What is cross?

  • (noun): A cross as an emblem of Christianity; used in heraldry.
    See also — Additional definitions below


A cross is a geometrical figure consisting of two lines or bars perpendicular to each other, dividing one or two of the lines in half. The lines usually run vertically and horizontally; if they run obliquely, the design is technically termed a saltire, although the arms of a saltire need not meet at right angles.

Read more about Cross.

Some articles on cross:

Kurt Masur - Awards
... Masur has received numerous honors In 1995, he received the Cross of the Order of Merits of the Federal Republic of Germany in 1996 he received the Gold Medal of Honor for Music from the National Arts Club in ...
Charing Cross - Transport and Locale
... Covent Garden Kingsway The Mall Strand Charing Cross Whitehall London Waterloo South Bank Nearest stations To the east of the Charing Cross road junction is Charing ... The nearest London Underground stations are Charing Cross and Embankment ...
Charing Cross
... Charing Cross (/ˌtʃærɨŋ ˈkrɒs/) denotes the junction of the Strand, Whitehall and Cockspur Street, just south of Trafalgar Square in central London ... It gives its name to several local landmarks, including Charing Cross railway station, one of the main London rail termini ... Charing Cross is named after the now demolished Eleanor cross that stood there, in what was once the hamlet of Charing ...
Other Noteworthy Crosses
... Crux, or the Southern Cross, is a cross-shaped constellation in the Southern Hemisphere ... The tallest cross, at 152.4 metres high, is part of Francisco Franco's monumental "Valley of the Fallen", the Monumento Nacional de Santa Cruz del Valle de los Caidos in Spain ... A cross at the junction of Interstates 57 and 70 in Effingham, Illinois, is purportedly the tallest in the United States, at 198 feet (60.3 m) tall ...
Charing Cross - History - Replacement
1864, fronted on the Strand with the Charing Cross Hotel ... In 1865, a replacement cross was commissioned from E ... The Cross rises 70 feet (21 m) in three main stages on an octagonal plan, surmounted by a spire and cross ...

More definitions of "cross":

  • (verb): Trace a line through or across.
    Example: "Cross your 't'"
  • (adj): Extending or lying across; in a crosswise direction; at right angles to the long axis.
    Example: "Cross members should be all steel"
    Synonyms: transverse, transversal, thwartwise
  • (verb): To cover or extend over an area or time period.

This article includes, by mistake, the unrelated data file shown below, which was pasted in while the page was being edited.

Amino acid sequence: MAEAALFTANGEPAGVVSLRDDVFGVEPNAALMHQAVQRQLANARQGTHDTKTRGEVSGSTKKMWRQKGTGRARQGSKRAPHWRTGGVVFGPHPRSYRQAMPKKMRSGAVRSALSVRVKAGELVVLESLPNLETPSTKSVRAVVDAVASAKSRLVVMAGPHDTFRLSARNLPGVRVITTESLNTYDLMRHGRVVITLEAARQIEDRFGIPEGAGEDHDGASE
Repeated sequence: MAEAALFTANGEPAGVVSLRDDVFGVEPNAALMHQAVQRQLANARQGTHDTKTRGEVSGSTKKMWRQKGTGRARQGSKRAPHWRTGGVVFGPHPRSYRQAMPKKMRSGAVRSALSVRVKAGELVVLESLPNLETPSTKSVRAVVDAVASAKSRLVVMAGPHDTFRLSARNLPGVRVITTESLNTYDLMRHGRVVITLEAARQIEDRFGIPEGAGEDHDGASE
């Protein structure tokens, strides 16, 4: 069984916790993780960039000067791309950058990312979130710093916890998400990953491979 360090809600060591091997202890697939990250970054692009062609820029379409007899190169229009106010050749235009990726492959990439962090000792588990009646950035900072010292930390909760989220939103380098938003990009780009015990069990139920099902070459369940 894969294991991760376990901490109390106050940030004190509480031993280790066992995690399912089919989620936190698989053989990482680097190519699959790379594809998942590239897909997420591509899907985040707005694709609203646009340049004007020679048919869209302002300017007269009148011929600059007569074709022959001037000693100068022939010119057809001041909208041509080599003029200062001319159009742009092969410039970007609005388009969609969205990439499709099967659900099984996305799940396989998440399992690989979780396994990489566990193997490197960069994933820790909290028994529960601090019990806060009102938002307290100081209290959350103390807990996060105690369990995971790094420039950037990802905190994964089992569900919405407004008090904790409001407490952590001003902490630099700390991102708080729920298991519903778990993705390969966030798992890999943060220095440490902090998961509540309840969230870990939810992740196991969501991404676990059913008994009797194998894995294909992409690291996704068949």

Synonyms: traverse, span, sweep
  • (noun): Any affliction that causes great suffering.
    Example: "That is his cross to bear"
    Synonyms: crown of thorns
  • (verb): Meet and pass.
    Example: "The trains crossed"
  • (noun): A wooden structure consisting of an upright post with a transverse piece.
  • (noun): Marking consisting of crossing lines.
    Synonyms: crisscross, mark
  • (verb): Meet at a point.
    Synonyms: intersect
  • (noun): An organism that is the offspring of genetically dissimilar parents or stock; especially offspring produced by breeding plants or animals of different varieties or breeds or species.
    Example: "A mule is a cross between a horse and a donkey"
    Synonyms: hybrid, crossbreed
  • (verb): Fold so as to resemble a cross.
    Example: "She crossed her legs"

Famous quotes containing the word cross:

    Expecting me to grovel,
    she carefully covers both feet
    with the hem of her skirt.
    She pretends to hide
    a coming smile
    and won’t look straight at me.
    When I talk to her,
    she chats with her friend
    in cross tones.
    Even this slim girl’s rising anger
    delights me,
    let alone her deep love.
    Amaru (c. seventh century A.D.)

    In Russia there is an emigration of intelligence: émigrés cross the frontier in order to read and to write good books. But in doing so they contribute to making their fatherland, abandoned by spirit, into the gaping jaws of Asia that would like to swallow our little Europe.
    Friedrich Nietzsche (1844–1900)

    He is asleep. He knows no longer the fatigue of the work of deciding, the work to finish. He sleeps, he has no longer to strain, to force himself, to require of himself that which he cannot do. He no longer bears the cross of that interior life which proscribes rest, distraction, weaknesshe sleeps and thinks no longer, he has no more duties or chores, no, no, and I, old and tired, oh! I envy that he sleeps and will soon die.
    Albert Camus (1913–1960)